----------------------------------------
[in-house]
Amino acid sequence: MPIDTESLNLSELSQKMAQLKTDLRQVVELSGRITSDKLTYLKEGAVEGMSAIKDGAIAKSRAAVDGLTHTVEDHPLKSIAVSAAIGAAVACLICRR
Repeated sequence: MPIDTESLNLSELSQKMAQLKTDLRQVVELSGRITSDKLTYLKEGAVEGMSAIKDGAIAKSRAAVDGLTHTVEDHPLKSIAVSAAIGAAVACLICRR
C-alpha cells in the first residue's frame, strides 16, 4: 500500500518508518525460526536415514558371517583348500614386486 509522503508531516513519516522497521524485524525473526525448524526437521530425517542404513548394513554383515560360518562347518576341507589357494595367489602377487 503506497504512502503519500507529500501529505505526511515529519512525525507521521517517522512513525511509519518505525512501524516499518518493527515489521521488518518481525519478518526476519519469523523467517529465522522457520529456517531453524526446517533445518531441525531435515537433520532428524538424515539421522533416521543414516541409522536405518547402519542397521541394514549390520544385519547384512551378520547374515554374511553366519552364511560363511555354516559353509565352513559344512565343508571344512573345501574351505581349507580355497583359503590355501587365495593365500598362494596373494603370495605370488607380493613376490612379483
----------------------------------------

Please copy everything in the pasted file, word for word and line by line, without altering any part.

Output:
[in-house]
Amino acid sequence: MPIDTESLNLSELSQKMAQLKTDLRQVVELSGRITSDKLTYLKEGAVEGMSAIKDGAIAKSRAAVDGLTHTVEDHPLKSIAVSAAIGAAVACLICRR
Repeated sequence: MPIDTESLNLSELSQKMAQLKTDLRQVVELSGRITSDKLTYLKEGAVEGMSAIKDGAIAKSRAAVDGLTHTVEDHPLKSIAVSAAIGAAVACLICRR
C-alpha cells in the first residue's frame, strides 16, 4: 500500500518508518525460526536415514558371517583348500614386486 509522503508531516513519516522497521524485524525473526525448524526437521530425517542404513548394513554383515560360518562347518576341507589357494595367489602377487 503506497504512502503519500507529500501529505505526511515529519512525525507521521517517522512513525511509519518505525512501524516499518518493527515489521521488518518481525519478518526476519519469523523467517529465522522457520529456517531453524526446517533445518531441525531435515537433520532428524538424515539421522533416521543414516541409522536405518547402519542397521541394514549390520544385519547384512551378520547374515554374511553366519552364511560363511555354516559353509565352513559344512565343508571344512573345501574351505581349507580355497583359503590355501587365495593365500598362494596373494603370495605370488607380493613376490612379483